Third, Todtman contends that the district court's decision to make Todtman's liability joint and several with Scotto's liability was based on the district court's mistaken belief that the collateral posted by John Brady had not yet been disbursed to Scotto. Todtman contends that the district court was under the false impression that the sanctions amount could be taken from that collateral before it was released by the court. We disagree. The district court clearly understood that the collateral had been disbursed to Scotto: It discussed "the $271,817.43 disbursed from collateral posted by defendant" and referred to the stipulation and order providing for the disbursement. App'x at 1486 (emphasis added). Moreover, the district court in no way indicated that the sanction--or its joint and several nature--had been imposed based on the understanding that Scotto would be paying the full amount on behalf of both Scotto and Todtman out of the collateral that had been posted by Brady. The district court did not discuss the collateral in the context of Todtman's motion for reconsideration, Todtman's ability to pay, or Todtman's liability more broadly.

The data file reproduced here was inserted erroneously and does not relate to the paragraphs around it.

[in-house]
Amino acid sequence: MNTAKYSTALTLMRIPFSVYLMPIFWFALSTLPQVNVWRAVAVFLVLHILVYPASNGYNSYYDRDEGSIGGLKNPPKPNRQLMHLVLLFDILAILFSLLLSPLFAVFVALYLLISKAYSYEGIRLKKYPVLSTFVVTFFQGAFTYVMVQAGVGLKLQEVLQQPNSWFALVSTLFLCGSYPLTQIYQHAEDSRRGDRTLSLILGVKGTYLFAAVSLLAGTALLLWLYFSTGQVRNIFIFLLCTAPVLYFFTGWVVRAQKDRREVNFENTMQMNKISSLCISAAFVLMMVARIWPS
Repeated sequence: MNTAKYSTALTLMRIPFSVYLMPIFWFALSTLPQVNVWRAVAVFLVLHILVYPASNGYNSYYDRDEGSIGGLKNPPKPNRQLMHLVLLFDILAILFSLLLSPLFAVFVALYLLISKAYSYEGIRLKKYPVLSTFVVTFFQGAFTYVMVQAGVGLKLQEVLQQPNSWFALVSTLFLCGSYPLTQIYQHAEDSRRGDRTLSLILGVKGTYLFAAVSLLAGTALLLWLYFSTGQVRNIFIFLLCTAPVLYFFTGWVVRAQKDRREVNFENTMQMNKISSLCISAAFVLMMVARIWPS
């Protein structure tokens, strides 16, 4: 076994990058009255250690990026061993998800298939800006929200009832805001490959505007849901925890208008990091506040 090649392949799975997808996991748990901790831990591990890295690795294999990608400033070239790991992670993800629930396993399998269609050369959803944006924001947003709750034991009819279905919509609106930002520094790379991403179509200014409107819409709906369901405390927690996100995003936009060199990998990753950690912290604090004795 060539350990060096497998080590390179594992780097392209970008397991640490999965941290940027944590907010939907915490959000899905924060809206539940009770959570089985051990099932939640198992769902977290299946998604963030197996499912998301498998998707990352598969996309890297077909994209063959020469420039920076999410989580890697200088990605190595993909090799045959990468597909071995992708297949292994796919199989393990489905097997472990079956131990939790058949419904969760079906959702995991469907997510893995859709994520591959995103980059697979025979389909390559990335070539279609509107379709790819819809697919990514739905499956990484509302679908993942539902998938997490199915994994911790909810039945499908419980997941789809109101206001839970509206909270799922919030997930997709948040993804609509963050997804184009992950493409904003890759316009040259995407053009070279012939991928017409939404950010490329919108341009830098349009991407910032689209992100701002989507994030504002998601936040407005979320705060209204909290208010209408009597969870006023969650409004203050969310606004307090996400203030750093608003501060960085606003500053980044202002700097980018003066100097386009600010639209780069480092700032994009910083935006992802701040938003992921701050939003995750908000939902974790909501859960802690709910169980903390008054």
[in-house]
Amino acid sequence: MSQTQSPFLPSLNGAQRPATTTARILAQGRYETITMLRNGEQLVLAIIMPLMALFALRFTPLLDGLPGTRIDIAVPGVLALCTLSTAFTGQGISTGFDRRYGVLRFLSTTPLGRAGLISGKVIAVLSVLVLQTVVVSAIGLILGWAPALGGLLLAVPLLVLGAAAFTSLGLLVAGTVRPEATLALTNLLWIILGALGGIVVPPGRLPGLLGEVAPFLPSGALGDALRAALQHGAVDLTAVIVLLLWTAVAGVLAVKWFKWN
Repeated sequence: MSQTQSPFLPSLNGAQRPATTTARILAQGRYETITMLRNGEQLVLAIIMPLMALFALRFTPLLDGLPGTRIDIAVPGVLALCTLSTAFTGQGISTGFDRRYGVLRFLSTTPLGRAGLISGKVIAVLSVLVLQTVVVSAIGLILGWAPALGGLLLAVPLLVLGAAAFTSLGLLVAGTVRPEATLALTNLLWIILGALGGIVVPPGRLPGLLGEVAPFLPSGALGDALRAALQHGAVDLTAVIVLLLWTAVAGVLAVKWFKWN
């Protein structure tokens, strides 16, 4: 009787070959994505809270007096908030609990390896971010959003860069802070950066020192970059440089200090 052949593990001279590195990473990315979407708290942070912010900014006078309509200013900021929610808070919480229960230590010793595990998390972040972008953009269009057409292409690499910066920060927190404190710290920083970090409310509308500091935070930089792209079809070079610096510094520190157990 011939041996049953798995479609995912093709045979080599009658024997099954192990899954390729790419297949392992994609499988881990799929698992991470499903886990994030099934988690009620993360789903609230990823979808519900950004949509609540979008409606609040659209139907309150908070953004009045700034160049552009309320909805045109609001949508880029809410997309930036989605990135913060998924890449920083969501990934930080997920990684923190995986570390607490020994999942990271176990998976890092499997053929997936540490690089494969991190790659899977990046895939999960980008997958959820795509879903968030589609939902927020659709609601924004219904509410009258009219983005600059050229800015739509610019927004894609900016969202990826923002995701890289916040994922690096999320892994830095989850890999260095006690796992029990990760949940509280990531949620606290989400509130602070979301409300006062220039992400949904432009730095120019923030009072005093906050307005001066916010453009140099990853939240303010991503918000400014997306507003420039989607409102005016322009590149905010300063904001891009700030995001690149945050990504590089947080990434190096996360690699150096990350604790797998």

We turn now to Brady's cross-appeal. Brady argues that the district court abused its discretion by excluding from the sanctions award all fees incurred prior to the filing of the Third Amended Complaint. We disagree. During the discovery period between the filing of the Second Amended Complaint and the Third Amended Complaint, it became apparent that the accuracy of Scotto's tax returns was subject to serious question. Scotto attributed the relevant losses on his 2004 Schedule D to transactions made through a brokerage firm called "First Providence." At a deposition on December 5, 2006, Scotto claimed that the correct name of the brokerage firm was actually "L.H. Ross or L.H. Roth"--after having been informed that First Providence was out of business at the time of the alleged transactions. At a hearing on June 15, 2007, Judge Scheindlin stated that the case would be referred to the United States Attorney for investigation into possible tax fraud. Then, one week prior to the filing of the Third Amended Complaint, a defense attorney stated at a hearing in Ciacci's presence that a clearing firm for L.H. Ross had no record of an account under Scotto's name. This made any reliance on Scotto's story or on the tax returns objectively unreasonable. "[T]he point at which an argument turns from merely 'losing' to losing and sanctionable is often difficult to discern," Motown Prods., Inc. v. Cacomm, Inc., 849 F.2d 781, 785 (2d Cir. 1988) (per curiam), and we do not think that the district court abused its discretion in identifying that point as the filing of the Third Amended Complaint.